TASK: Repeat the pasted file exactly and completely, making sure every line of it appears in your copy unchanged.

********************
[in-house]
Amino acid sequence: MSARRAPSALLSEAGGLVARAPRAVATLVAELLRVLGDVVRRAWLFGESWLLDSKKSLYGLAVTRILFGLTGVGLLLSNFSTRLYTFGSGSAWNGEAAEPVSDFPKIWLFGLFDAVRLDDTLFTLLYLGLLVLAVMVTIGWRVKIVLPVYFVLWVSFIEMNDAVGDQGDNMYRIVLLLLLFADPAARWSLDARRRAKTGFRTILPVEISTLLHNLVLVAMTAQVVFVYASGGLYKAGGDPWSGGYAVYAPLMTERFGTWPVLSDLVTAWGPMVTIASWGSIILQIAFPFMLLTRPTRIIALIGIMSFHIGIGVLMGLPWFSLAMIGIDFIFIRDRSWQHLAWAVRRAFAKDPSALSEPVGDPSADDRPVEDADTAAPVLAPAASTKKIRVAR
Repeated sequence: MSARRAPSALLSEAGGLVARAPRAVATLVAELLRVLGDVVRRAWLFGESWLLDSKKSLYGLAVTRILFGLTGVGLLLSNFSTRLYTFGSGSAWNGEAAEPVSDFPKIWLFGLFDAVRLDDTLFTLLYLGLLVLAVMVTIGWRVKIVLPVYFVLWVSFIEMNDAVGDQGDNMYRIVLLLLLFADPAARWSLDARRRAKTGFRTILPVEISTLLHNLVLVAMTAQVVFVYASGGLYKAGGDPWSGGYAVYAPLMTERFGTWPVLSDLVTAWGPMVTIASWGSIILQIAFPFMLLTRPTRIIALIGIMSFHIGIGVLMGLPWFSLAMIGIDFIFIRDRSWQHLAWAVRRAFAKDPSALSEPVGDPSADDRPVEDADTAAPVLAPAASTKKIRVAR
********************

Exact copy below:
[in-house]
Amino acid sequence: MSARRAPSALLSEAGGLVARAPRAVATLVAELLRVLGDVVRRAWLFGESWLLDSKKSLYGLAVTRILFGLTGVGLLLSNFSTRLYTFGSGSAWNGEAAEPVSDFPKIWLFGLFDAVRLDDTLFTLLYLGLLVLAVMVTIGWRVKIVLPVYFVLWVSFIEMNDAVGDQGDNMYRIVLLLLLFADPAARWSLDARRRAKTGFRTILPVEISTLLHNLVLVAMTAQVVFVYASGGLYKAGGDPWSGGYAVYAPLMTERFGTWPVLSDLVTAWGPMVTIASWGSIILQIAFPFMLLTRPTRIIALIGIMSFHIGIGVLMGLPWFSLAMIGIDFIFIRDRSWQHLAWAVRRAFAKDPSALSEPVGDPSADDRPVEDADTAAPVLAPAASTKKIRVAR
Repeated sequence: MSARRAPSALLSEAGGLVARAPRAVATLVAELLRVLGDVVRRAWLFGESWLLDSKKSLYGLAVTRILFGLTGVGLLLSNFSTRLYTFGSGSAWNGEAAEPVSDFPKIWLFGLFDAVRLDDTLFTLLYLGLLVLAVMVTIGWRVKIVLPVYFVLWVSFIEMNDAVGDQGDNMYRIVLLLLLFADPAARWSLDARRRAKTGFRTILPVEISTLLHNLVLVAMTAQVVFVYASGGLYKAGGDPWSGGYAVYAPLMTERFGTWPVLSDLVTAWGPMVTIASWGSIILQIAFPFMLLTRPTRIIALIGIMSFHIGIGVLMGLPWFSLAMIGIDFIFIRDRSWQHLAWAVRRAFAKDPSALSEPVGDPSADDRPVEDADTAAPVLAPAASTKKIRVAR